Why letting your kids play alone outside is good for them

Do you let your kids play outside unsupervised as much as you did as a kid? Do you let them climb trees and take as many risks as you did? 

If the answer is no, you’re not alone. Developmental psychologist Mariana Brussoni breaks down the benefits of risky play—and how to determine your child is ready. 

  • Just 37 per cent of children play outside everyday. While only 7 per cent of kids under 10 are allowed to go out on their own.
  • The most fundamental thing kids are missing out on is physical activity. Kids who aren’t allowed to engage in risky play are going to be less physically active. They’ll be inside in front of screens.
  • Research proves that there’s a positive association between risky play and social development. Kids who are allowed to go out, wander neighborhood, meet with other kids and come up with their own games will get more practice at building relationships with different kinds of people.
  • Risky play also impacts executive functioning—the computer in the brain that decides how to set a goal and take the necessary steps to meet that goal. If you’re spending a lot of time in supervised activities where an adult is telling you what to do and how to do it, you don’t get a lot of practice figuring out how to do it for yourself.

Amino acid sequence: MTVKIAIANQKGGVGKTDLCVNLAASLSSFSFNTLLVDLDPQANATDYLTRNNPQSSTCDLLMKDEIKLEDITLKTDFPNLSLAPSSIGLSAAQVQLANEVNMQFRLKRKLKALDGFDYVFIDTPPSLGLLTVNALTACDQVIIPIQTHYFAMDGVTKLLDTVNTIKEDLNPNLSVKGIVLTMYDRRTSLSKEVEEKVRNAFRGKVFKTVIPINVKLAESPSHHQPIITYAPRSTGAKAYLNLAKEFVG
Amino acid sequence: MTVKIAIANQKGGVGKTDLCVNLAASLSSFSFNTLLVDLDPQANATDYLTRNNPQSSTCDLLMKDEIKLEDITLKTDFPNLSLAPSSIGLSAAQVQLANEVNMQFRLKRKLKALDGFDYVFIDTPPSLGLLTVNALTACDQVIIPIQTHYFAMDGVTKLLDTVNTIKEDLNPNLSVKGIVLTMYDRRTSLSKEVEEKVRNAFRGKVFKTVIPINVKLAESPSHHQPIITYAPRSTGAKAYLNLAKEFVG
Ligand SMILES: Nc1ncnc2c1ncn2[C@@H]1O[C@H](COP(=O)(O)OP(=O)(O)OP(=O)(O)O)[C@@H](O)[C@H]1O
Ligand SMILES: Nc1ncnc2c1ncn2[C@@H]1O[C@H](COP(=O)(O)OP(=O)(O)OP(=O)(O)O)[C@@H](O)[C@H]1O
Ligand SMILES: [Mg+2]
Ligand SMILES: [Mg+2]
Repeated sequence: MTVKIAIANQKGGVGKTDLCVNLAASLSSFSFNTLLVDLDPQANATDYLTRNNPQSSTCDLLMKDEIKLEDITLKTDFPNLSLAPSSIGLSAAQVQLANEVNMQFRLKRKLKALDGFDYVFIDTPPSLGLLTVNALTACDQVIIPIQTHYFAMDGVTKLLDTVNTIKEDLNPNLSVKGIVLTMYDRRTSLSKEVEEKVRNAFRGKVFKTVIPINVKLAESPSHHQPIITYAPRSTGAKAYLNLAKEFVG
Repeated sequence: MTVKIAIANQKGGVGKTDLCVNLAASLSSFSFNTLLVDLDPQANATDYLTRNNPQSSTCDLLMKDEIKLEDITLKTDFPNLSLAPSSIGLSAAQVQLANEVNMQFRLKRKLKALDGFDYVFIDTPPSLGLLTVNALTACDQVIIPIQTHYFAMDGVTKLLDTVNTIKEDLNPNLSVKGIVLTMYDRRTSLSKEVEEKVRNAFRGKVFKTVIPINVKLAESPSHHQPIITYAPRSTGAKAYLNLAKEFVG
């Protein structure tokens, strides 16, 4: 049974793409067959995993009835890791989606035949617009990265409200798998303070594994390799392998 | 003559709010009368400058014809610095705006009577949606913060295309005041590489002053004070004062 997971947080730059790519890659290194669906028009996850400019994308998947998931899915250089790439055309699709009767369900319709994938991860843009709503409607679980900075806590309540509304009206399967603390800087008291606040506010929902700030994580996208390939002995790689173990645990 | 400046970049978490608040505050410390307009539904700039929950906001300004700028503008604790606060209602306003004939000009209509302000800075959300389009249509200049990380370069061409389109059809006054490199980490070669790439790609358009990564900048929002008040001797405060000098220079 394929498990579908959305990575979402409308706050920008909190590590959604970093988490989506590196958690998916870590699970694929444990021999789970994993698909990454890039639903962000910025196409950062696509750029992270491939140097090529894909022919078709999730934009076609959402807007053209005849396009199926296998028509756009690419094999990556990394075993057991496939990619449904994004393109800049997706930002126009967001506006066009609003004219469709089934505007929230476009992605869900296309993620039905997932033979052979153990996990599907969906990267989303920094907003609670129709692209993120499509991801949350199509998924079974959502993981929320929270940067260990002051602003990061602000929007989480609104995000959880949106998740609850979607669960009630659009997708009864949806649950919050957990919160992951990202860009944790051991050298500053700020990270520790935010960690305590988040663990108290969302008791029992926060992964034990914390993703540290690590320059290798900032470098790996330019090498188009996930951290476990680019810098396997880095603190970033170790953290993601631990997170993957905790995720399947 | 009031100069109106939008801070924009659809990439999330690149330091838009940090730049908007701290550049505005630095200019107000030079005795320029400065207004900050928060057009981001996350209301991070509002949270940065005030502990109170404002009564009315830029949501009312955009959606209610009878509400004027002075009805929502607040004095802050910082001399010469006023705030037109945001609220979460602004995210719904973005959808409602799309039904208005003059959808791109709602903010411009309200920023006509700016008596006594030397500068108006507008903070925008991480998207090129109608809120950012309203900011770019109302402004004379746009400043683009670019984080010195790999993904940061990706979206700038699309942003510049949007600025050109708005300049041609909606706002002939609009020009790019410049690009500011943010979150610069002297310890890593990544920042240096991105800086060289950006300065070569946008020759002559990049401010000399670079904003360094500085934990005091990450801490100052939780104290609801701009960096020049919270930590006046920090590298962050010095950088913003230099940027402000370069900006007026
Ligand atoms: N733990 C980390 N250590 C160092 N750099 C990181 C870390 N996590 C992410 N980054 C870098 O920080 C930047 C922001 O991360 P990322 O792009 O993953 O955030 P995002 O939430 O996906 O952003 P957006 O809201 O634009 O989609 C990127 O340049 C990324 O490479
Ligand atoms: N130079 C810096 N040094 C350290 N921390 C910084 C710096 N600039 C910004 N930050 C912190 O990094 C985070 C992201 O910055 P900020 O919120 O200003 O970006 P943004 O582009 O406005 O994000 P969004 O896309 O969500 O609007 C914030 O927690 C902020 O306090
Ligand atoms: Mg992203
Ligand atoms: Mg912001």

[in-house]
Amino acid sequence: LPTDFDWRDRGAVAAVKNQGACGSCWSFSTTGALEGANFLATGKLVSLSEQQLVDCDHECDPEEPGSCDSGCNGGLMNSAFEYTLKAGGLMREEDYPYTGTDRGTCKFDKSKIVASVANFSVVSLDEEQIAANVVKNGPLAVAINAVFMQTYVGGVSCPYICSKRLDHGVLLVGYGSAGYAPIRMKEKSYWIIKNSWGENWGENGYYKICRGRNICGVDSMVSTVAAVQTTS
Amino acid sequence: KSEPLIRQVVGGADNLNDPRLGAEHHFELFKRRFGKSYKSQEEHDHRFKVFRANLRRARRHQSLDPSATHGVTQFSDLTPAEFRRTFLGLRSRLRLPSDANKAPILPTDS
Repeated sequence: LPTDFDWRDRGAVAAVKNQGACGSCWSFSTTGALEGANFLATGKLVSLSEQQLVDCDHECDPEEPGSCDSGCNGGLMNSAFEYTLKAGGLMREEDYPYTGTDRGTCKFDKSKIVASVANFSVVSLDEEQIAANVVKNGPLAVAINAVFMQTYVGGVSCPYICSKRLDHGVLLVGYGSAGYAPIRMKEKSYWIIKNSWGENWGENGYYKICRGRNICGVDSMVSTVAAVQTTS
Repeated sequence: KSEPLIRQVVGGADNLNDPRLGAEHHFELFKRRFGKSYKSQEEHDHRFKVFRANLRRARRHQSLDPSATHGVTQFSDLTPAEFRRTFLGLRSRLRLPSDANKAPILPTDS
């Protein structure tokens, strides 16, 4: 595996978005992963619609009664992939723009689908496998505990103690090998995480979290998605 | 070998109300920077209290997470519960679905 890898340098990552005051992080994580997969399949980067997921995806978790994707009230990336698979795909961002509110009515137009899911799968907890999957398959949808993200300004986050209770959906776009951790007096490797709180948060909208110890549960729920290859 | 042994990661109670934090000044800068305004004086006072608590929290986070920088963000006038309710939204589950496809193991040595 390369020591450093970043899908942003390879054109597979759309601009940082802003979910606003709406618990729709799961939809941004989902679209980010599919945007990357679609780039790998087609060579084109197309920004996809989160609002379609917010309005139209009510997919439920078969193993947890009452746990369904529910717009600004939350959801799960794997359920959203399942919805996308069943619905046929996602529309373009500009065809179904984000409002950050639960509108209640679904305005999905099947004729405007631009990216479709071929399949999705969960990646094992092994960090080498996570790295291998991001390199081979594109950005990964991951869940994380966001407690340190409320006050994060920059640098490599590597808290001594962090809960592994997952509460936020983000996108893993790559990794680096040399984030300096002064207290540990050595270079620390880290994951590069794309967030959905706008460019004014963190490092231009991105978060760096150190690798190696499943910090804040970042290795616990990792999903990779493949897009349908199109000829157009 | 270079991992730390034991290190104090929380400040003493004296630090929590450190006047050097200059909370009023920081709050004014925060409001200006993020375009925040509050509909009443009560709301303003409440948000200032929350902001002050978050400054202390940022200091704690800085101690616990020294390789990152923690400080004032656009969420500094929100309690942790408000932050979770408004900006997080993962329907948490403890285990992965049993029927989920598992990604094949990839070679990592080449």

• Research also suggests that engaging in risky play helps develop risk management skills. If you get to explore the world and figure out how things work, you can also figure out how to keep yourself safe in different situations.
  • Turn to OutsidePlay.ca, a tool based on beaviour change theory. They can go in there and learn a bit more about what risky play is and why it’s important.
  • Try this exercise with your child at the playground. If something happens, wait 30 seconds before intervening or saying anything, even when you’re tempted. Watch what your child is doing. That will help you step back and learn what your child is actually capable of. Most people are amazed that their child is more than capable of handling various situations. 
  • The key is to let children figure out for themselves what they want to do and how they want to push themselves.If we’re deciding for them, the child doesn’t learn their own limits. 
  • Discuss their fears. "What happened? What do you think is going to happen if you fall again?" Try to figure out what the root of the fear is, what is they're really afraid of and how can you break that down for them.
  • Work in stages. Don't go from 0 to 100 when going down slide. Breaking it down into small manageable steps. Get closer to slide first until he’s comfortable. Find a slide that’s lower and gradually build up to that big slide again.
  • Rate them with your own personal anxiety scale. This is a tool therapists use—from 1 to 10. One is no problem. Ten is I would rather die. You want to encourage them to try things around a 7.
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